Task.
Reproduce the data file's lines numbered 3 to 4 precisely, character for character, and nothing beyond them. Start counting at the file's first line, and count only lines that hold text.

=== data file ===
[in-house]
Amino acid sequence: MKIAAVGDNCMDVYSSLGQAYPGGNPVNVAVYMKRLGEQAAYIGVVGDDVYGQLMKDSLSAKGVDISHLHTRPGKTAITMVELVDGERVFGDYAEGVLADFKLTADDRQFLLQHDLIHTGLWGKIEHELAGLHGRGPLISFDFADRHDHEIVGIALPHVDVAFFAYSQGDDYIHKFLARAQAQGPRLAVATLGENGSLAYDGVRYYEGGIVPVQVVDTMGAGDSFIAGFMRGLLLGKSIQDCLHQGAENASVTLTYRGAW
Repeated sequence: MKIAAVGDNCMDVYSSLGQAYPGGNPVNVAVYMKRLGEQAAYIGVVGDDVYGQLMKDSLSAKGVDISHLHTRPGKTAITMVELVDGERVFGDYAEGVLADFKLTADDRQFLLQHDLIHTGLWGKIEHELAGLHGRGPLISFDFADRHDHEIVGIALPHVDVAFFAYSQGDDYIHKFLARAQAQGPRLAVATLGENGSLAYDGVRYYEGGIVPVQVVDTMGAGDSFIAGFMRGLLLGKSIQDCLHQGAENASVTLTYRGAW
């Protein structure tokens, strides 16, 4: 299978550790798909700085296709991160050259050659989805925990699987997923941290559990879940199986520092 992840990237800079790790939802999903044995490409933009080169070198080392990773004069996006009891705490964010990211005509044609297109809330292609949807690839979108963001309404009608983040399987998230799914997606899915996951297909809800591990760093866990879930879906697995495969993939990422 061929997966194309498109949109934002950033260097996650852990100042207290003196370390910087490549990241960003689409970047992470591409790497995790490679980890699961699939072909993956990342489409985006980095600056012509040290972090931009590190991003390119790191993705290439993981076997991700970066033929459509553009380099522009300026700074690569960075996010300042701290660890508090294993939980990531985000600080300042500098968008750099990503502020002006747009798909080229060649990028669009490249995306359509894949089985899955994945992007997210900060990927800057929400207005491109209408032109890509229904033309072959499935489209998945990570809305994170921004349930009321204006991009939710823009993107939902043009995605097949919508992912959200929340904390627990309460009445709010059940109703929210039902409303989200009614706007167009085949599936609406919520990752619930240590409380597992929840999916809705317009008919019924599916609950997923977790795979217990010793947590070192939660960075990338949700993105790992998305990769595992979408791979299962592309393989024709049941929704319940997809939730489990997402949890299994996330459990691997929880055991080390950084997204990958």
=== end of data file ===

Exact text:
Repeated sequence: MKIAAVGDNCMDVYSSLGQAYPGGNPVNVAVYMKRLGEQAAYIGVVGDDVYGQLMKDSLSAKGVDISHLHTRPGKTAITMVELVDGERVFGDYAEGVLADFKLTADDRQFLLQHDLIHTGLWGKIEHELAGLHGRGPLISFDFADRHDHEIVGIALPHVDVAFFAYSQGDDYIHKFLARAQAQGPRLAVATLGENGSLAYDGVRYYEGGIVPVQVVDTMGAGDSFIAGFMRGLLLGKSIQDCLHQGAENASVTLTYRGAW
């Protein structure tokens, strides 16, 4: 299978550790798909700085296709991160050259050659989805925990699987997923941290559990879940199986520092 992840990237800079790790939802999903044995490409933009080169070198080392990773004069996006009891705490964010990211005509044609297109809330292609949807690839979108963001309404009608983040399987998230799914997606899915996951297909809800591990760093866990879930879906697995495969993939990422 061929997966194309498109949109934002950033260097996650852990100042207290003196370390910087490549990241960003689409970047992470591409790497995790490679980890699961699939072909993956990342489409985006980095600056012509040290972090931009590190991003390119790191993705290439993981076997991700970066033929459509553009380099522009300026700074690569960075996010300042701290660890508090294993939980990531985000600080300042500098968008750099990503502020002006747009798909080229060649990028669009490249995306359509894949089985899955994945992007997210900060990927800057929400207005491109209408032109890509229904033309072959499935489209998945990570809305994170921004349930009321204006991009939710823009993107939902043009995605097949919508992912959200929340904390627990309460009445709010059940109703929210039902409303989200009614706007167009085949599936609406919520990752619930240590409380597992929840999916809705317009008919019924599916609950997923977790795979217990010793947590070192939660960075990338949700993105790992998305990769595992979408791979299962592309393989024709049941929704319940997809939730489990997402949890299994996330459990691997929880055991080390950084997204990958």